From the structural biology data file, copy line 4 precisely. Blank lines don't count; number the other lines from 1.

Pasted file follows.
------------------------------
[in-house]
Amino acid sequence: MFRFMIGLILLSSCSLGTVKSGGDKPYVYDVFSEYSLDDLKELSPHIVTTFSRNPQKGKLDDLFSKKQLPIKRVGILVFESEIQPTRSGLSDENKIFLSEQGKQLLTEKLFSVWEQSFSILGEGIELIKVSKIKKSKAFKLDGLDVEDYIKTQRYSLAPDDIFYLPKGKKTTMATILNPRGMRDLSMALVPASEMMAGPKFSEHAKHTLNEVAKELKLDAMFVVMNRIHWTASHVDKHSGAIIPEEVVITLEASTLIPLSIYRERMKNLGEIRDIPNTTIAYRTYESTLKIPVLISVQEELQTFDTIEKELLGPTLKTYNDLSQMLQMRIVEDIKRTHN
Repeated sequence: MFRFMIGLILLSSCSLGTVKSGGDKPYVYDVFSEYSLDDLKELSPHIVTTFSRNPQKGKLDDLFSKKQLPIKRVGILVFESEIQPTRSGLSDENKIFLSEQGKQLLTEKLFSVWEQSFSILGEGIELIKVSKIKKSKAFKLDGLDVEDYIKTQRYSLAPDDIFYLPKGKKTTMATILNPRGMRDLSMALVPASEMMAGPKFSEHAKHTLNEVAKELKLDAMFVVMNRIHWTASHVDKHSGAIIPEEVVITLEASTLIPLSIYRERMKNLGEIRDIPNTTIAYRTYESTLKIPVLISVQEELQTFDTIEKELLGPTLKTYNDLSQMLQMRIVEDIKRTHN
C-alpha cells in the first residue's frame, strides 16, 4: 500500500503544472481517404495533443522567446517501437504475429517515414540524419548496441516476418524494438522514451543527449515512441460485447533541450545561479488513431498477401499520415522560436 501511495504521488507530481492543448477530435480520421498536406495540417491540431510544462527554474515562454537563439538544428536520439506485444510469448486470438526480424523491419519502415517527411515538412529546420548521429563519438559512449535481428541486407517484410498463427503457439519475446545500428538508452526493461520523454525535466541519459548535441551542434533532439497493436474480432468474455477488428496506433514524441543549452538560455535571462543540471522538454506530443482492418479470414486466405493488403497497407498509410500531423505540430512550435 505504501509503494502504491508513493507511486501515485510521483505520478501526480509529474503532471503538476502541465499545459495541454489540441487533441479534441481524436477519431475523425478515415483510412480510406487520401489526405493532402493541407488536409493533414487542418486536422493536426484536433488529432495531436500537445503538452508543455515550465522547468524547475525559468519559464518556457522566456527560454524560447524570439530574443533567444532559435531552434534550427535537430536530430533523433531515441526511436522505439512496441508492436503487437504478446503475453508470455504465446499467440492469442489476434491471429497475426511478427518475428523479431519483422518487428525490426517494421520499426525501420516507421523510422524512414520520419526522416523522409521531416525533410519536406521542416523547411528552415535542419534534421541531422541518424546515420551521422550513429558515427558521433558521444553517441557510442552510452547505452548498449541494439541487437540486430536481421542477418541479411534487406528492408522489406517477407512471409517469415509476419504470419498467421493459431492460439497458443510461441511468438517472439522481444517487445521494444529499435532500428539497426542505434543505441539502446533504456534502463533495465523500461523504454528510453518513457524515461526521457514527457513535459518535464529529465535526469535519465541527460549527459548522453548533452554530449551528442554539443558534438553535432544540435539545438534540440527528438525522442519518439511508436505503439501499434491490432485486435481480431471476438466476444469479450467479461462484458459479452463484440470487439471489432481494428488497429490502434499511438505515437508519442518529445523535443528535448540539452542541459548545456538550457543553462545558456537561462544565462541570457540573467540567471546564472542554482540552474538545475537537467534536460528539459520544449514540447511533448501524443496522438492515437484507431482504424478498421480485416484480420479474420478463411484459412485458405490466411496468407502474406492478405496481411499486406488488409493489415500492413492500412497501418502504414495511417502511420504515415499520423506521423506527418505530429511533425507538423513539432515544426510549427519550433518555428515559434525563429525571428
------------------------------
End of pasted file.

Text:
C-alpha cells in the first residue's frame, strides 16, 4: 500500500503544472481517404495533443522567446517501437504475429517515414540524419548496441516476418524494438522514451543527449515512441460485447533541450545561479488513431498477401499520415522560436 501511495504521488507530481492543448477530435480520421498536406495540417491540431510544462527554474515562454537563439538544428536520439506485444510469448486470438526480424523491419519502415517527411515538412529546420548521429563519438559512449535481428541486407517484410498463427503457439519475446545500428538508452526493461520523454525535466541519459548535441551542434533532439497493436474480432468474455477488428496506433514524441543549452538560455535571462543540471522538454506530443482492418479470414486466405493488403497497407498509410500531423505540430512550435 505504501509503494502504491508513493507511486501515485510521483505520478501526480509529474503532471503538476502541465499545459495541454489540441487533441479534441481524436477519431475523425478515415483510412480510406487520401489526405493532402493541407488536409493533414487542418486536422493536426484536433488529432495531436500537445503538452508543455515550465522547468524547475525559468519559464518556457522566456527560454524560447524570439530574443533567444532559435531552434534550427535537430536530430533523433531515441526511436522505439512496441508492436503487437504478446503475453508470455504465446499467440492469442489476434491471429497475426511478427518475428523479431519483422518487428525490426517494421520499426525501420516507421523510422524512414520520419526522416523522409521531416525533410519536406521542416523547411528552415535542419534534421541531422541518424546515420551521422550513429558515427558521433558521444553517441557510442552510452547505452548498449541494439541487437540486430536481421542477418541479411534487406528492408522489406517477407512471409517469415509476419504470419498467421493459431492460439497458443510461441511468438517472439522481444517487445521494444529499435532500428539497426542505434543505441539502446533504456534502463533495465523500461523504454528510453518513457524515461526521457514527457513535459518535464529529465535526469535519465541527460549527459548522453548533452554530449551528442554539443558534438553535432544540435539545438534540440527528438525522442519518439511508436505503439501499434491490432485486435481480431471476438466476444469479450467479461462484458459479452463484440470487439471489432481494428488497429490502434499511438505515437508519442518529445523535443528535448540539452542541459548545456538550457543553462545558456537561462544565462541570457540573467540567471546564472542554482540552474538545475537537467534536460528539459520544449514540447511533448501524443496522438492515437484507431482504424478498421480485416484480420479474420478463411484459412485458405490466411496468407502474406492478405496481411499486406488488409493489415500492413492500412497501418502504414495511417502511420504515415499520423506521423506527418505530429511533425507538423513539432515544426510549427519550433518555428515559434525563429525571428